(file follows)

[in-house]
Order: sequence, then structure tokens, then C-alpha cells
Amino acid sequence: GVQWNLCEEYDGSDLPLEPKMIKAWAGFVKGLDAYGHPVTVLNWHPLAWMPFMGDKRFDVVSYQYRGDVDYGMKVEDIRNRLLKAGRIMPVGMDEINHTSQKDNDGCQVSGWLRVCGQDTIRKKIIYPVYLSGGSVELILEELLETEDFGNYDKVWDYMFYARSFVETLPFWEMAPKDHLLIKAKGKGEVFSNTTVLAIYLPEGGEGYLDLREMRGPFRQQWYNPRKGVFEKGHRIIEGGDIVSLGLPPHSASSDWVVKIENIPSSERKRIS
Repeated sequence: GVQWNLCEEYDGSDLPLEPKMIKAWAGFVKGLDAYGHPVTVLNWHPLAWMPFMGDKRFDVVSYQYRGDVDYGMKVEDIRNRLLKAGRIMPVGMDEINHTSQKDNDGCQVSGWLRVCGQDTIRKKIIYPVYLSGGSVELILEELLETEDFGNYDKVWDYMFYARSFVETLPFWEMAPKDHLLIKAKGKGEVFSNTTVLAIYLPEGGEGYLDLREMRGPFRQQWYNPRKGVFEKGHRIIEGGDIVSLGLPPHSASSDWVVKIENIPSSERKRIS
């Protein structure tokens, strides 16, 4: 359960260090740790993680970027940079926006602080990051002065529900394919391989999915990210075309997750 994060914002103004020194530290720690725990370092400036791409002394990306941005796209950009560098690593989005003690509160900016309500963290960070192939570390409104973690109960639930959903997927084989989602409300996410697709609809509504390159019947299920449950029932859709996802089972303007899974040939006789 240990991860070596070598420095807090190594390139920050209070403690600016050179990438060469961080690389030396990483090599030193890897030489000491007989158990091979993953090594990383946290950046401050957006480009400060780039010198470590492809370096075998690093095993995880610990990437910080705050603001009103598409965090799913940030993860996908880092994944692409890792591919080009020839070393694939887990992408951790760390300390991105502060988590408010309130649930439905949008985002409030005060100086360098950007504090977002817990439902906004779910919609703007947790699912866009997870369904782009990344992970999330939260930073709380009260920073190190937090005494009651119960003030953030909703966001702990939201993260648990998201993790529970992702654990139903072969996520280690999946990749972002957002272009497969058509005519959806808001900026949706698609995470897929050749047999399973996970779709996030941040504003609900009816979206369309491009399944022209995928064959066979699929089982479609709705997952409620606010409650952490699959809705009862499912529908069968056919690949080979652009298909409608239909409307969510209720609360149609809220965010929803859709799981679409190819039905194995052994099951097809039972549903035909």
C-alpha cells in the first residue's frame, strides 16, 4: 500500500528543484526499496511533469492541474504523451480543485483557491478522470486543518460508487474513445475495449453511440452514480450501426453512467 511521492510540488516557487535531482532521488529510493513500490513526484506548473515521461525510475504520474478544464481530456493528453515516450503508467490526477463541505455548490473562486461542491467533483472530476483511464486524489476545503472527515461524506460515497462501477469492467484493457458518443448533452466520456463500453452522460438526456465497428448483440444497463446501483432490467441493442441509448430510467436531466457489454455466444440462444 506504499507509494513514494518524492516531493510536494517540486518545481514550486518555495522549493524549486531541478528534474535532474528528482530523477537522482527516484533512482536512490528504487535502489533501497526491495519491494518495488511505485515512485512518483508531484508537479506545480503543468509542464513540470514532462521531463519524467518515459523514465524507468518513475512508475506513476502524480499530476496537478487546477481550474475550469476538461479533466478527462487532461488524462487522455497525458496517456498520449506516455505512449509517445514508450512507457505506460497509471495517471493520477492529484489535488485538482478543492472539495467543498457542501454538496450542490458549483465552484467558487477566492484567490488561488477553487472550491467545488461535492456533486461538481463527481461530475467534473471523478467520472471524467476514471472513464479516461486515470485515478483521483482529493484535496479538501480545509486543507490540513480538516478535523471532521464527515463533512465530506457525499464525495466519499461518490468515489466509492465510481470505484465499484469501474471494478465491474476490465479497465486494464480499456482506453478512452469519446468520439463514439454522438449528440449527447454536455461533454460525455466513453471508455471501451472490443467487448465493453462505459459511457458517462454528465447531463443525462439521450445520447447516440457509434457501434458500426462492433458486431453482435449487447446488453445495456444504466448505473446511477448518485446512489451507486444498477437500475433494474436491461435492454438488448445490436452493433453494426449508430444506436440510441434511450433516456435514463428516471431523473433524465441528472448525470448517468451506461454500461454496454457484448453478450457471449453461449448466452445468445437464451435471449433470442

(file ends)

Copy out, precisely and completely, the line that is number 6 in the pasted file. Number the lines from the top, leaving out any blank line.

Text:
C-alpha cells in the first residue's frame, strides 16, 4: 500500500528543484526499496511533469492541474504523451480543485483557491478522470486543518460508487474513445475495449453511440452514480450501426453512467 511521492510540488516557487535531482532521488529510493513500490513526484506548473515521461525510475504520474478544464481530456493528453515516450503508467490526477463541505455548490473562486461542491467533483472530476483511464486524489476545503472527515461524506460515497462501477469492467484493457458518443448533452466520456463500453452522460438526456465497428448483440444497463446501483432490467441493442441509448430510467436531466457489454455466444440462444 506504499507509494513514494518524492516531493510536494517540486518545481514550486518555495522549493524549486531541478528534474535532474528528482530523477537522482527516484533512482536512490528504487535502489533501497526491495519491494518495488511505485515512485512518483508531484508537479506545480503543468509542464513540470514532462521531463519524467518515459523514465524507468518513475512508475506513476502524480499530476496537478487546477481550474475550469476538461479533466478527462487532461488524462487522455497525458496517456498520449506516455505512449509517445514508450512507457505506460497509471495517471493520477492529484489535488485538482478543492472539495467543498457542501454538496450542490458549483465552484467558487477566492484567490488561488477553487472550491467545488461535492456533486461538481463527481461530475467534473471523478467520472471524467476514471472513464479516461486515470485515478483521483482529493484535496479538501480545509486543507490540513480538516478535523471532521464527515463533512465530506457525499464525495466519499461518490468515489466509492465510481470505484465499484469501474471494478465491474476490465479497465486494464480499456482506453478512452469519446468520439463514439454522438449528440449527447454536455461533454460525455466513453471508455471501451472490443467487448465493453462505459459511457458517462454528465447531463443525462439521450445520447447516440457509434457501434458500426462492433458486431453482435449487447446488453445495456444504466448505473446511477448518485446512489451507486444498477437500475433494474436491461435492454438488448445490436452493433453494426449508430444506436440510441434511450433516456435514463428516471431523473433524465441528472448525470448517468451506461454500461454496454457484448453478450457471449453461449448466452445468445437464451435471449433470442